By Bay Baker
Lately, I’ve been spending a lot of time learning the original Greek and Hebrew translations of passages in Scripture. Even when I think I won’t be pulling out my phone or computer, I usually end up being intrigued by something, and, yet again, Biblos.com becomes my place of musing. The other morning, Oswald Chambers shed light on the subject of faith:
“Living a life of faith means never knowing where you are being led. But it does mean loving and knowing the One who is leading. It is literally a life of faith, not of understanding and reason — a life of knowing Him who calls us to go. Faith is rooted in the knowledge of a Person, and one of the biggest traps we fall into is the belief that if we have faith, God will surely lead us to success in the world.”
After I read that, I began to ponder what we commonly call “blessing.” The average Christian seldom says when he is suffering, “God’s been good to me. I feel blessed.” That phrase usually comes after a wonderful mountaintop experience wherein the believer finds amazing success or accomplishment or revelation. I looked up the word “blessing” and was redirected to Proverbs 10:22, which reads, “The blessing of the LORD brings wealth, without painful toil for it.”
This verse reminded me of all the times God’s providence has intervened in my life and caused situations to unfold gently and easily. It also reminded me of God’s blessing on the nation of Israel, that after all this time, the Jews are still incredibly financially savvy and creatively ingenious. However, there is a kind of contentment that comes not from an easy life or financial safety. There is a contentment that exists regardless of outward circumstances. I began to ponder Paul’s statement in Philippians 4:11: “I have learned to be content whatever the circumstances.”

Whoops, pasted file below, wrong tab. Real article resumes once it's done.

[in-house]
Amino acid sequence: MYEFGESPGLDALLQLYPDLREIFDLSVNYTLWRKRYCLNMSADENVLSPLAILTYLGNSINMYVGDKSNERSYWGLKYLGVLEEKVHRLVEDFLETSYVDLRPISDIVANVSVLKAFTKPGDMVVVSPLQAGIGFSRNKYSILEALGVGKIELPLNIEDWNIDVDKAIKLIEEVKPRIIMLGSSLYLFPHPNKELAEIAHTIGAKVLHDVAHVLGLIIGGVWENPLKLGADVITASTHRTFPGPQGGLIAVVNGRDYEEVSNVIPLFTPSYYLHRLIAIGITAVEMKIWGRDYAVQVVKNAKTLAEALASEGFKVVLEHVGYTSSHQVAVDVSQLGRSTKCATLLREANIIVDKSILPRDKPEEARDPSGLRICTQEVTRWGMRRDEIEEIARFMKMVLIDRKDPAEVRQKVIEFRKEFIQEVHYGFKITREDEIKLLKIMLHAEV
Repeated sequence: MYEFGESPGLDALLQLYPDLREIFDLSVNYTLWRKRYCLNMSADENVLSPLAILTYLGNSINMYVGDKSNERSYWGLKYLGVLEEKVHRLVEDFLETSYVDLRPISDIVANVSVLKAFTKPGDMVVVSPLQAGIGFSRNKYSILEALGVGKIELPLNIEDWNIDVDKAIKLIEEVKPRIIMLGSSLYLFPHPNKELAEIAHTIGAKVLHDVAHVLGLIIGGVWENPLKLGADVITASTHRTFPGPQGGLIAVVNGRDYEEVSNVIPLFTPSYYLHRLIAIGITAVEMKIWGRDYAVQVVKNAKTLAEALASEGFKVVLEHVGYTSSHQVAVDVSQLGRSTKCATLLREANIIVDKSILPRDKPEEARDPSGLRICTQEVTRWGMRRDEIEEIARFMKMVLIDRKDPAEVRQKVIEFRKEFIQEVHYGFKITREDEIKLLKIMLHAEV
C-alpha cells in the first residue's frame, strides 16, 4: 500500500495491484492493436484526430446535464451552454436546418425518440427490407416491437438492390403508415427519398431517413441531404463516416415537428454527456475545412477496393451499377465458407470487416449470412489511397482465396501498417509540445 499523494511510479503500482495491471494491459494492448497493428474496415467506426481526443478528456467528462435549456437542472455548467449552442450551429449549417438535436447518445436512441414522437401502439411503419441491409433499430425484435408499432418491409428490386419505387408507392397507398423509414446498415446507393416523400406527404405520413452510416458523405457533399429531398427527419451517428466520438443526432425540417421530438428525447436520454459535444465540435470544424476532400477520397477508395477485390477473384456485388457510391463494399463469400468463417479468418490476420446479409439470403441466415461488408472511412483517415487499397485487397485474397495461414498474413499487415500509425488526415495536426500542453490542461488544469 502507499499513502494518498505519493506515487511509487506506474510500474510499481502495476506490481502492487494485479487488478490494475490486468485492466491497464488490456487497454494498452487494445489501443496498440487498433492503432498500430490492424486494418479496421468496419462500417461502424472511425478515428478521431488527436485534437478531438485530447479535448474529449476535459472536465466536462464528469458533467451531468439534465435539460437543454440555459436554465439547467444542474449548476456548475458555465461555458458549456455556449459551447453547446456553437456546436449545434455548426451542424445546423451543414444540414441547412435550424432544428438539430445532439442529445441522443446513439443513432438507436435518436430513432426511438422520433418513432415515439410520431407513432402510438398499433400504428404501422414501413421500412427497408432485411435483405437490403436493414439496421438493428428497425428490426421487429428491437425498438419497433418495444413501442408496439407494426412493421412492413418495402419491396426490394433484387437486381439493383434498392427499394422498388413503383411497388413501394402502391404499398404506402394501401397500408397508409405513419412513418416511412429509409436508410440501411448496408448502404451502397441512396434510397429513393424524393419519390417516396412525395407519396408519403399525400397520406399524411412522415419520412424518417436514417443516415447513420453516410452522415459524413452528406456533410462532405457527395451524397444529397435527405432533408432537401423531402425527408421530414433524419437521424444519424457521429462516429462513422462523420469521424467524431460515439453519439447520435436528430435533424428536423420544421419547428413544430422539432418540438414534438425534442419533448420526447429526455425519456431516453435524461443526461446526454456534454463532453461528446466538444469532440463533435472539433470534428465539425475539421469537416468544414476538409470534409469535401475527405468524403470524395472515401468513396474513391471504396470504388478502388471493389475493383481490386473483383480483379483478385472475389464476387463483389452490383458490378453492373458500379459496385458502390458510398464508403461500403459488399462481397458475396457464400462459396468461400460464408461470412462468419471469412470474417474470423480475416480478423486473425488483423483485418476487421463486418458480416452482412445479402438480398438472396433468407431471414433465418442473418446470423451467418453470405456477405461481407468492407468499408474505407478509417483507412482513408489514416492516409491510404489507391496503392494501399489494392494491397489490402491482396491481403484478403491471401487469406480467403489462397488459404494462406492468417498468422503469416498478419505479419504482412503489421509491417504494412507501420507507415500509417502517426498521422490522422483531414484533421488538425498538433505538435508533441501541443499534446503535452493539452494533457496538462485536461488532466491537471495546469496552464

The world “content” is translated from the Greek autarkes, which means “self-sufficient, self-satisfied.” But if we dig a little deeper into the core of this particular word, we find that Philippians 4:11 is the only place in the entire Bible where it is used to refer to the positive self-sufficiency that comes through God. The contentedness Paul is describing here is the kind that comes only through the indwelling power of Christ.
The ancient Greek philosopher Aeschylus also used this word in his Herodotus when writing about chance and luck. He claimed that no man has all his needs satisfied; a rich man may be lacking in good looks, while a man lacking in riches may have good looks in abundance. He didn’t believe in this “autarkes.” He wrote, “no human being is self-sufficient; each person has one thing but lacks another.” It’s true that human beings are not entirely self-sufficient. However, the self-sufficiency we ARE capable of attaining comes from depending solely on God. This kind of dependence is even more intense than depending on others or on oneself because it requires all of the heart, all of the soul, and all of the mind.
Every segment of my being must be completely and totally surrendered to God before I can have this “autarkes.” The One who makes me content is the One in whom I rest. He completes me; why want anything else? The only true and unconditional blessing comes from God Almighty. In His fullness I can truly say, “I have learned to be content.”